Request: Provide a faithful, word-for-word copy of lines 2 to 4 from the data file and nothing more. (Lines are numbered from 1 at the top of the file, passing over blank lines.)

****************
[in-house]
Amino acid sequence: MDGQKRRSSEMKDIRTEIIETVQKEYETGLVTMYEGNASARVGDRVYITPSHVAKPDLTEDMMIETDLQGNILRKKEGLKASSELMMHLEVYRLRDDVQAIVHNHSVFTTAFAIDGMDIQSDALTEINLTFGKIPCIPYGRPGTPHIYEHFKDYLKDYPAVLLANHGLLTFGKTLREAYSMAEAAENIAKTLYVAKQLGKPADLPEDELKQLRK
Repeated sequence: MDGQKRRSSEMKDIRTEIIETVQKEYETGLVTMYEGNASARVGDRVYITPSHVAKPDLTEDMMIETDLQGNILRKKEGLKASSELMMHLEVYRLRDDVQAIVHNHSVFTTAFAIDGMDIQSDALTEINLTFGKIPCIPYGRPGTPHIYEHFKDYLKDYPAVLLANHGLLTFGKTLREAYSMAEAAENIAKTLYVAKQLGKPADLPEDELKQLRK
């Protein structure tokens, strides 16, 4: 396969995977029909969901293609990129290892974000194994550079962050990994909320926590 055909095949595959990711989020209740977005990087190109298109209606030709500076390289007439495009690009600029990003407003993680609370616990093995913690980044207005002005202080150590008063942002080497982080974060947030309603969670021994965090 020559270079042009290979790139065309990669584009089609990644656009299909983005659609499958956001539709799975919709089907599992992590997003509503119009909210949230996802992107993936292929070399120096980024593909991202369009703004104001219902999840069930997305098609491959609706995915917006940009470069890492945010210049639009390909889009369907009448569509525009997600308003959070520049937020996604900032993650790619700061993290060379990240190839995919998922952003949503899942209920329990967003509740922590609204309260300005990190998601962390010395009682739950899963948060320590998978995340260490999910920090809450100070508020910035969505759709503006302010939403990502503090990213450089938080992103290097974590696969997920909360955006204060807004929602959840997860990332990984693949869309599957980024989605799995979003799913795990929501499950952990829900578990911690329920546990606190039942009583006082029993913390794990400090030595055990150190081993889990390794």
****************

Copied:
Amino acid sequence: MDGQKRRSSEMKDIRTEIIETVQKEYETGLVTMYEGNASARVGDRVYITPSHVAKPDLTEDMMIETDLQGNILRKKEGLKASSELMMHLEVYRLRDDVQAIVHNHSVFTTAFAIDGMDIQSDALTEINLTFGKIPCIPYGRPGTPHIYEHFKDYLKDYPAVLLANHGLLTFGKTLREAYSMAEAAENIAKTLYVAKQLGKPADLPEDELKQLRK
Repeated sequence: MDGQKRRSSEMKDIRTEIIETVQKEYETGLVTMYEGNASARVGDRVYITPSHVAKPDLTEDMMIETDLQGNILRKKEGLKASSELMMHLEVYRLRDDVQAIVHNHSVFTTAFAIDGMDIQSDALTEINLTFGKIPCIPYGRPGTPHIYEHFKDYLKDYPAVLLANHGLLTFGKTLREAYSMAEAAENIAKTLYVAKQLGKPADLPEDELKQLRK
């Protein structure tokens, strides 16, 4: 396969995977029909969901293609990129290892974000194994550079962050990994909320926590 055909095949595959990711989020209740977005990087190109298109209606030709500076390289007439495009690009600029990003407003993680609370616990093995913690980044207005002005202080150590008063942002080497982080974060947030309603969670021994965090 020559270079042009290979790139065309990669584009089609990644656009299909983005659609499958956001539709799975919709089907599992992590997003509503119009909210949230996802992107993936292929070399120096980024593909991202369009703004104001219902999840069930997305098609491959609706995915917006940009470069890492945010210049639009390909889009369907009448569509525009997600308003959070520049937020996604900032993650790619700061993290060379990240190839995919998922952003949503899942209920329990967003509740922590609204309260300005990190998601962390010395009682739950899963948060320590998978995340260490999910920090809450100070508020910035969505759709503006302010939403990502503090990213450089938080992103290097974590696969997920909360955006204060807004929602959840997860990332990984693949869309599957980024989605799995979003799913795990929501499950952990829900578990911690329920546990606190039942009583006082029993913390794990400090030595055990150190081993889990390794």